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How to Make Employee On-boarding Memorable… In a Good Way

Onboarding

New employee on-boarding is hard on both the new hire and the manager. Most companies have a metaphorical onion of jargon, policies, procedures, and culture mores, and it can take weeks or even months for new employees to feel comfortable and be productive.

Large organizations have a dedicated HR department that updates the policies and procedures these employees need to know… and there are probably quite a few of them. Small organizations may not even have an HR department, leaving it to the new employee’s manager to get them everything they need quickly.

Either way, starting a new job often means rapidly acquiring huge amounts of new knowledge and skills. Some of this learning is directly related to job performance, while the rest is based on finding the right information, following the right processes and understanding the “company vernacular.”

Even companies with a well-developed “Corporate University” or fleshed out on-boarding program run into problems when new hires fail to remember what they learned in those introductory courses and sessions. Without proper reinforcement and spacing of key concepts, new employees will quickly forget the flood of new information. Instructor-led sessions and eLearning courses, even when well designed, fall short in driving true retention.

New research has shown that Ebbinghaus’ famous Forgetting Curve, which can approach 90% in lost information, is dependent on prior skills and experience. Learners with a prior framework for the new knowledge may only forget 30% without reinforcement, for example. Since new employees are usually new to the company, they are likely to fall closer to that 90% level of forgetting. When the policies and procedures actually matter, this becomes a huge problem for organizations to solve.

How We Fixed Our On-boarding Program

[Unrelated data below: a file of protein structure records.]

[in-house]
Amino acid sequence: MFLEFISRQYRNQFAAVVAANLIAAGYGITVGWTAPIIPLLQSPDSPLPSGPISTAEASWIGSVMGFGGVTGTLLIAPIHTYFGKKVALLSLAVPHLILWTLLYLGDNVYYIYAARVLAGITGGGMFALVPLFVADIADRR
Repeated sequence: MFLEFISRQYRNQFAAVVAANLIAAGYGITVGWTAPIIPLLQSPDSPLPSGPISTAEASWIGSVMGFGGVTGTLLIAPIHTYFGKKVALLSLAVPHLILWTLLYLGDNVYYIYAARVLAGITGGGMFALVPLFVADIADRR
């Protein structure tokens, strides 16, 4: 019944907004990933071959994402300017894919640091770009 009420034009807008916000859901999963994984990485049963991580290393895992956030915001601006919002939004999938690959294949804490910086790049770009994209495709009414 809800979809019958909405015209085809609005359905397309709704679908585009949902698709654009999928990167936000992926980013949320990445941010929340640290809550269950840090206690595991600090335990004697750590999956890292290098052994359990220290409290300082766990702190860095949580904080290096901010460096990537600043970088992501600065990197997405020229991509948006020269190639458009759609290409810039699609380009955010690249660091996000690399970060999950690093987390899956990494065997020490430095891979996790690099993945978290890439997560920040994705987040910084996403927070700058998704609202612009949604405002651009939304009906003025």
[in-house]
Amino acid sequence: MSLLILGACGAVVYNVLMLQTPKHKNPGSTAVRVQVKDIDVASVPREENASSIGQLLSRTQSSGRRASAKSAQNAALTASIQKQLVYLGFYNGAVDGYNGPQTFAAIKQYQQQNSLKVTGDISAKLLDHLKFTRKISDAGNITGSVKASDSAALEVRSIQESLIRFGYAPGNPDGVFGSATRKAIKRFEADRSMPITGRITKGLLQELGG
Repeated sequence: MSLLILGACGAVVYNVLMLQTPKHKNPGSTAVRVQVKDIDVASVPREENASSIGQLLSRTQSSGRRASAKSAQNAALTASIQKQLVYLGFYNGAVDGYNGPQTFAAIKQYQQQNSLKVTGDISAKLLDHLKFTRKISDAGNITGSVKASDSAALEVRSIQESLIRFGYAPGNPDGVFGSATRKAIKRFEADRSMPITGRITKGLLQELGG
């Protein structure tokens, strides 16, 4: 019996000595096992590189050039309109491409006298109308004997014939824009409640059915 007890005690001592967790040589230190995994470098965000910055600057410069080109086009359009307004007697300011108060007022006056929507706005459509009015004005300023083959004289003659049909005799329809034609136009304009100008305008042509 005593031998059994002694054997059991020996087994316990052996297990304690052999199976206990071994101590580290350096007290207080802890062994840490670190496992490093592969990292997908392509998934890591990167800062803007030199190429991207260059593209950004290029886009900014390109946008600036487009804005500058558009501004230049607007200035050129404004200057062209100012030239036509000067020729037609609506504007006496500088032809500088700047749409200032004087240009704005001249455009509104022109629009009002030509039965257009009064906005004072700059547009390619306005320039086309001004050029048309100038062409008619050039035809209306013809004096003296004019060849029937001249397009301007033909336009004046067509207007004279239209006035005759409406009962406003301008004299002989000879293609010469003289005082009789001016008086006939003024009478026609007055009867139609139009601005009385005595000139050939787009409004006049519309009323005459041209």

Our company, Bottom-Line Performance, has experienced nearly 100% growth in the last 2.5 years. We are still a small operation (just under 30 employees), but the growth has been rapid. While managers have traditionally handled the on-boarding and created 30 and 90-day programs for their new employees, our company has struggled to help new employees “learn the lingo” and understand basic processes and procedures. In the past, most folks have learned by piecing information together from various co-workers. They learn the ropes eventually, but the feedback is often “I wish I would have felt more comfortable learning and following the processes and terminology in the first three months.”

Our solution? Use our Knowledge Guru game engine to create a “BLP Guru” game to teach process, procedures and jargon! Employee on-boarding information is well-suited for the spaced repetition-based game engine.

Basics of using Knowledge Guru for on-boarding:

  • Our game covered policies and procedures, jargon and the “BLP Toolbox.” We wove workplace scenarios into all the topics.
  • New hires review the handbook, then play the game with handbook close by. The game reinforces concepts that may have been explained by a manager and also teaches new concepts.
  • The feedback provided for incorrect responses helps employees avoid embedding incorrect information.
  • Achievements, leaderboards and the “See the Standings” page give new hires a sense of connection and camaraderie (plus some needed motivation!)
  • The iterative questions and spaced repetition reinforce key learning objectives we identified as essential for all new hires to know or do.
  • When job titles, tools and policies change, we are easily able to update the game content (or change to a new game entirely) in the admin dashboard.

Scroll through the screenshots below to see some highlights of the BLP Guru Game. You can also request a demo for a complete walkthrough of how to use Knowledge Guru in an employee on-boarding program.

 

Basic policies and procedures work well within Knowledge Guru games.

Basic policies and procedures work well within Knowledge Guru games.

Images can be combined with relevant questions, such as this "find and locate" question.

Images can be combined with relevant questions, such as this “find and locate” question.

Players learn from their mistakes and receive feedback when they answer questions incorrectly.

Players learn from their mistakes and receive feedback when they answer questions incorrectly.

Rewards and achievements make otherwise dry content motivating.

Rewards and achievements make otherwise dry content motivating.

Players receive badges and topic mastery achievements when they complete on-boarding topics.

Players receive badges and topic mastery achievements when they complete on-boarding topics.

The "See the Standings" page shows where all new hires have progressed in the game. The leaderboards build camaraderie, too.

The “See the Standings” page shows where all new hires have progressed in the game. The leaderboards build camaraderie, too.

When the policies and procedures inevitably change, the game content is easy to update.

When the policies and procedures inevitably change, the game content is easy to update.